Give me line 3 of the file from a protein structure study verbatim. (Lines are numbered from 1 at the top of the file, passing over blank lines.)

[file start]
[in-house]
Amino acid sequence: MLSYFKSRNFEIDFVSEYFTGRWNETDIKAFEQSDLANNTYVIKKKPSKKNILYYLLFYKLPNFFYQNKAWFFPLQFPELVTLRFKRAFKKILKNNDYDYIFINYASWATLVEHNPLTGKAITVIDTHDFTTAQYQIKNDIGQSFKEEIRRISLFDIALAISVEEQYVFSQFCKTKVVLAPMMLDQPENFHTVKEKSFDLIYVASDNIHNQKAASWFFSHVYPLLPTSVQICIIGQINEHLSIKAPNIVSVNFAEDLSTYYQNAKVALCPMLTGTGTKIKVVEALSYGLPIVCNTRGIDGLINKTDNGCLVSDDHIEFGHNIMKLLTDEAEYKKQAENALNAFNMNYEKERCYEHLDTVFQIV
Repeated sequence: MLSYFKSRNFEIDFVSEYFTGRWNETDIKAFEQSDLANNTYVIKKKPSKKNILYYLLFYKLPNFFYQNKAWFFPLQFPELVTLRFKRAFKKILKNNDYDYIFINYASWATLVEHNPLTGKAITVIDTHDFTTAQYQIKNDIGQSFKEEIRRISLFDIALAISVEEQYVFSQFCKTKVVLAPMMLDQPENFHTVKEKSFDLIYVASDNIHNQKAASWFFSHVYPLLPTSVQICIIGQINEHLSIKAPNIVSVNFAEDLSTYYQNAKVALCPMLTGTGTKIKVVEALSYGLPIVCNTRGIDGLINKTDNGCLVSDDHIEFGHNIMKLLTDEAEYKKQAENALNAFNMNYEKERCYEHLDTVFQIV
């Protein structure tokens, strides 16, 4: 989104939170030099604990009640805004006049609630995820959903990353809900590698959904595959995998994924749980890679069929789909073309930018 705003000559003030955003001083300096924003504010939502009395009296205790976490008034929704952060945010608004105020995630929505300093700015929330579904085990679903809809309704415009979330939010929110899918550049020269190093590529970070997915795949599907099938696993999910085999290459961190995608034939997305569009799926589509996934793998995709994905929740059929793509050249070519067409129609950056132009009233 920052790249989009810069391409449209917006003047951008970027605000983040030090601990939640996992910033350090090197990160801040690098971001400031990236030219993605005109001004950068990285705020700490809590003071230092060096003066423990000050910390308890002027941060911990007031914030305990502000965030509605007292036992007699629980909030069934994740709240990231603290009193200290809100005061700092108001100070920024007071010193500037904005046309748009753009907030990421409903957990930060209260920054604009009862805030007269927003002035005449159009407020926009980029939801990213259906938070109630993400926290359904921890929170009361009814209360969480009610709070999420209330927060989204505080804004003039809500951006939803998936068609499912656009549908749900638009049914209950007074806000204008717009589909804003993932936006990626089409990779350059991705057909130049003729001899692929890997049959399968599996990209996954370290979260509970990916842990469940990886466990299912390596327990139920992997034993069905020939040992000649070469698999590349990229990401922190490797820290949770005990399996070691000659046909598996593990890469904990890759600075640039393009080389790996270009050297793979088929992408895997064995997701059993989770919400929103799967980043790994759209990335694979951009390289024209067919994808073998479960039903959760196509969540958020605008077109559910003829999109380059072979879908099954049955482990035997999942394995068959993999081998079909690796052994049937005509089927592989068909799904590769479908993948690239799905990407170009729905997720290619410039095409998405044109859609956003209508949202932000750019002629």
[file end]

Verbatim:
Repeated sequence: MLSYFKSRNFEIDFVSEYFTGRWNETDIKAFEQSDLANNTYVIKKKPSKKNILYYLLFYKLPNFFYQNKAWFFPLQFPELVTLRFKRAFKKILKNNDYDYIFINYASWATLVEHNPLTGKAITVIDTHDFTTAQYQIKNDIGQSFKEEIRRISLFDIALAISVEEQYVFSQFCKTKVVLAPMMLDQPENFHTVKEKSFDLIYVASDNIHNQKAASWFFSHVYPLLPTSVQICIIGQINEHLSIKAPNIVSVNFAEDLSTYYQNAKVALCPMLTGTGTKIKVVEALSYGLPIVCNTRGIDGLINKTDNGCLVSDDHIEFGHNIMKLLTDEAEYKKQAENALNAFNMNYEKERCYEHLDTVFQIV